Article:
By Steve Weinstein
By Devon Maloney
By Tessa Stuart
By Alison Flowers
By Albert Samaha
By Jesse Jarnow
By Eric Tsetsi
By Raillan Brooks
Deriving choreography from two-dimensional sources like paintings and photographs is a risky strategy. Too often, you wind up with poses instead of a genuinely kinetic inspiration. But when your dancers resemble fashion models, as do Elisa Monte's troupe, the temptation to lead with their frozen images is strong. So when she heard from actor and philanthropist Leonard Nimoy (whose collection of photographs, Shekhina, was published by Umbrage in 2002) that he wanted to commission a piece inspired by the Shekhina (the feminine aspect of God), she responded warmly.
She's taken off from photographs before, in the 1996 Volkmann Suite. "The material here is very different, much more specific," says Monte. "There's more historical content in the photos, more references to Jewish, kabbalistic views. It's much more complicated." Nimoy created a stir by depicting women in ritual objects traditionally worn only by men. "He really wants to get at the feminine power of the photos," says the choreographer, an Italian who danced with Martha Graham and has set her work on the Alvin Ailey American Dance Theater.
"My interest is in the concept of a feminine god figure, something that hasn't been dealt with in this society for a long time. There's now a great consciousness of it. I feel honored to have been thrown into this situation. For the last couple of decades we've been trying to figure out what 'feminism' is. It's a power separate from male power. All of society will change if we understand it better." For music, she's talking to Frank London. "He takes traditional Jewish music to orbits that don't exist anywhere else. He's very knowledgeable about Jewish mysticism." The piece debuts in November at the Skirball Center, a 950-seat theater at NYU's hulking new student center.
Elisa Monte Dance, November 19 through 22, Jack H. Skirball Center for the Performing Arts, 566 La Guardia Place, 212-251-0789.
DAG HAMMARSKJOLD PLAZA,
EAST 47TH STREET BETWEEN FIRST AND SECOND AVENUES, 212.625.3505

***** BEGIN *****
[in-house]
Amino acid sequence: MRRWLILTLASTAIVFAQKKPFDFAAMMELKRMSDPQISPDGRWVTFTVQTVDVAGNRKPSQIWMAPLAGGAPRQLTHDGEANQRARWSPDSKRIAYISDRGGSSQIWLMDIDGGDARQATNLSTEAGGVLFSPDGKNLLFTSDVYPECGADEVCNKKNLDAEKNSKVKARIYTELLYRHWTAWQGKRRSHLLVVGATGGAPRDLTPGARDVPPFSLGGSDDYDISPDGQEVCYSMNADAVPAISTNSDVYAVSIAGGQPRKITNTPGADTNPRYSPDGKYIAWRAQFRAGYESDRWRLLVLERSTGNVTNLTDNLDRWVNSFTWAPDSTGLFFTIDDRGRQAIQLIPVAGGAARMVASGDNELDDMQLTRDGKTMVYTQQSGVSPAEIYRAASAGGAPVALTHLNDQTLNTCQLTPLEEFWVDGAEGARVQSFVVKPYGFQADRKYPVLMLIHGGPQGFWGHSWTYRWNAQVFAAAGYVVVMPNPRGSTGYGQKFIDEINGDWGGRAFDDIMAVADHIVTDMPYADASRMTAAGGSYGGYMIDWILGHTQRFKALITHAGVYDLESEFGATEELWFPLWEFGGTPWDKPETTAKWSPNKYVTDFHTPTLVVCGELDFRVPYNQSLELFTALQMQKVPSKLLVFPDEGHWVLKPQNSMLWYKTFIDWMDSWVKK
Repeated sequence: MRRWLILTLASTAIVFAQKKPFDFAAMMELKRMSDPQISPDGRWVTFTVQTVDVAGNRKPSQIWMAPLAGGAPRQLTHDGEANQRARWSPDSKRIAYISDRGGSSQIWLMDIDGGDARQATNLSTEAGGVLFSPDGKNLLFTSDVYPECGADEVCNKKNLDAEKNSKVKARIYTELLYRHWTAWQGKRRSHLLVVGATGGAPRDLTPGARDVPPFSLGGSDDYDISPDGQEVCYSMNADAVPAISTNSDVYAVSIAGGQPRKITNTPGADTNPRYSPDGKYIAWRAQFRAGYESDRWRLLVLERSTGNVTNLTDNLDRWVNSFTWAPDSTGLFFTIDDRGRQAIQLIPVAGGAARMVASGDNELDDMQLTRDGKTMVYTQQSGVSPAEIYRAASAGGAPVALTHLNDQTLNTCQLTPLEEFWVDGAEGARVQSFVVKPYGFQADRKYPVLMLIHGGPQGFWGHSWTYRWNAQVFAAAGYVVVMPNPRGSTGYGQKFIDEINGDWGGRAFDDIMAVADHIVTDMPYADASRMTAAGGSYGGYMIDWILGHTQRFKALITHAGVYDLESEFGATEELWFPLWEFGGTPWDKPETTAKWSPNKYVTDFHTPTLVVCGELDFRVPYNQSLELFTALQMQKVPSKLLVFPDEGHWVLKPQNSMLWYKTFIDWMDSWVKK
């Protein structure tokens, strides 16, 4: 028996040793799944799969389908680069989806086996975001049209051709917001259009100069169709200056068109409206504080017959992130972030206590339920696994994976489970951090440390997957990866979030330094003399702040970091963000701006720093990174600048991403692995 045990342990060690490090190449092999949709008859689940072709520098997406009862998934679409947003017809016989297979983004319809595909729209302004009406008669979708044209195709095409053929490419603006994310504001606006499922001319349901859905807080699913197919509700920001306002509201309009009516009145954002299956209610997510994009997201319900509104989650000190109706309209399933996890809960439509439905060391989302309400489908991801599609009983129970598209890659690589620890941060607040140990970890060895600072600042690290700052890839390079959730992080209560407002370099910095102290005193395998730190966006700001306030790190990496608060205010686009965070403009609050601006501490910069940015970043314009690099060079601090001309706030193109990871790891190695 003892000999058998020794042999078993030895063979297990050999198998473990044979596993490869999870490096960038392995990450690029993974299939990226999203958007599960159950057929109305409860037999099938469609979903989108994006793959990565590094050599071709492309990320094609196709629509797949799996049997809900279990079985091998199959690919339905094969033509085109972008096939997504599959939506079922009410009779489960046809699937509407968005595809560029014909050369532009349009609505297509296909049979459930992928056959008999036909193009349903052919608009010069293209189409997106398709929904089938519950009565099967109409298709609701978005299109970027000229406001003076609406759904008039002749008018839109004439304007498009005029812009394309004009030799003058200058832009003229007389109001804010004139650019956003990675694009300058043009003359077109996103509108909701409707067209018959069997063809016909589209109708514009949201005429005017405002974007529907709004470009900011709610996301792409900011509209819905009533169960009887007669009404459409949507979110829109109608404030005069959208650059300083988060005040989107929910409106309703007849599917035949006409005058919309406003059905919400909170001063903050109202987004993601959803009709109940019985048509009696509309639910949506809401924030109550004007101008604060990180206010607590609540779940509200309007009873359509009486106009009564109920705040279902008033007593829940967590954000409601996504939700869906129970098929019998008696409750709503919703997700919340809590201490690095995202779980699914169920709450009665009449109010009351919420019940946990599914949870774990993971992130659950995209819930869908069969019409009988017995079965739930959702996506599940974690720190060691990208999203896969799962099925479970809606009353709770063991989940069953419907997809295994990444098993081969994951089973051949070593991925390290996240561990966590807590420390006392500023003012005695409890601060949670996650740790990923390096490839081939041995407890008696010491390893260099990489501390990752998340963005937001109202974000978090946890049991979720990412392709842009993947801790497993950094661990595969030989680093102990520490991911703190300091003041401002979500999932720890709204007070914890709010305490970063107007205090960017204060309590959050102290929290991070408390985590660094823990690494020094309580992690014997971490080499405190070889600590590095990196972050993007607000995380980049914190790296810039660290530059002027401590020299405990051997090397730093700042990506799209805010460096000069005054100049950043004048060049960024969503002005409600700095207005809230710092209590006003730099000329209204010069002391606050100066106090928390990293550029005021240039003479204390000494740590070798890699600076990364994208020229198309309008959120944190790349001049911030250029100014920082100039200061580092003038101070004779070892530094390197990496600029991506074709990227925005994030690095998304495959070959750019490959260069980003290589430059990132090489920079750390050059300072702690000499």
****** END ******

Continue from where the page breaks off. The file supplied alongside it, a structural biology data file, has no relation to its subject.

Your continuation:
Dancing in the Streets brings wonderful young performers trained in the Paul Taylor style to an outdoor site at lunchtime. It's free.
BILL T. JONES/ARNIE ZANE DANCE COMPANY
THE KITCHEN, 512 WEST 19TH STREET, 212.255.5793, EXT. 11
Celebrating their 20th year, they begin a special season with re-creations of early duets and solos by the founders. On September 18 there's a "TV Dinner" with video screenings, a vegetarian meal, and a panel including Jones, Gregory Bain, Robert Longo, and Elizabeth Zimmer.
JOYCE THEATER, 175 EIGHTH AVENUE, 212.924.0077
For the 19th year, downtown celebrates its own. Burlesque star Julie Atlas Muz and Circus Amok's Jennifer Miller co-host the New York Dance and Performance Awards 2003; tickets are scarce.
'THREE CITY EXCHANGE'
WAX, 205 NORTH 7TH STREET, BROOKLYN, 718.599.7997
American choreographer William Forsythe, in his 20th and final season with this compelling troupe, brings four U.S. premieres.
TERE O'CONNOR DANCE
DANCE THEATER WORKSHOP,
219 WEST 19TH STREET, 212.924.0077
'TRISHA BROWN: DANCE AND ART IN DIALOGUE, 1961-2001'
October 10-January 25
NEW MUSEUM OF CONTEMPORARY ART,
583 BROADWAY, 212.219.1222
Both the "leavings" of a distinguished career and performances by professional and student performers, not to mention a fabulous catalog.
BALLET NACIONAL DE CUBA
135 WEST 55TH STREET, 212.581.1212
A spectacular accomplishment against enormous odds, this troupe's as big a deal in its homeland as the Yankees are in ours. On one bill, choreography by Azari Plisetski, Antonio Gades, and Alicia Alonso (who also directs the company). On the other, Don Quixote.
NOEMIE LAFRANCE'S 'DESCENT'
October 17-November 23
CLOCK TOWER COURT HOUSE,
108 LEONARD STREET, BROOKLYN, 718.302.5024
In a 12-story marble stairwell, 12 damsels offer an intimate look at women as objects of desire in the domestic realm.
RIRIE-WOODBURY DANCE COMPANY
October 28-November 2
175 EIGHTH AVENUE, 212.242.0800
NILES FORD URBAN DANCE COLLECTIVE
150 FIRST AVENUE, 212.477.5288
In A Dream Deferred, Ford fuses ballet, modern, jazz, and street dance to investigate the cyclical patterns of war and racism through the lens of popular culture, to music by Björk, Marvin Gaye, and Nina Simone.
In The Flight Project, two different bills feature six choreographers celebrating both the 100th anniversary of the Wright Brothers' maiden flight and the Ohio troupe's 35th. See works by Jawole Willa Jo Zollar, Bill T. Jones, Warren Spears, Dwight Rhoden, Bebe Miller, and Doug Varone.
MISNOMER DANCE THEATER
150 FIRST AVENUE, 212.477.5288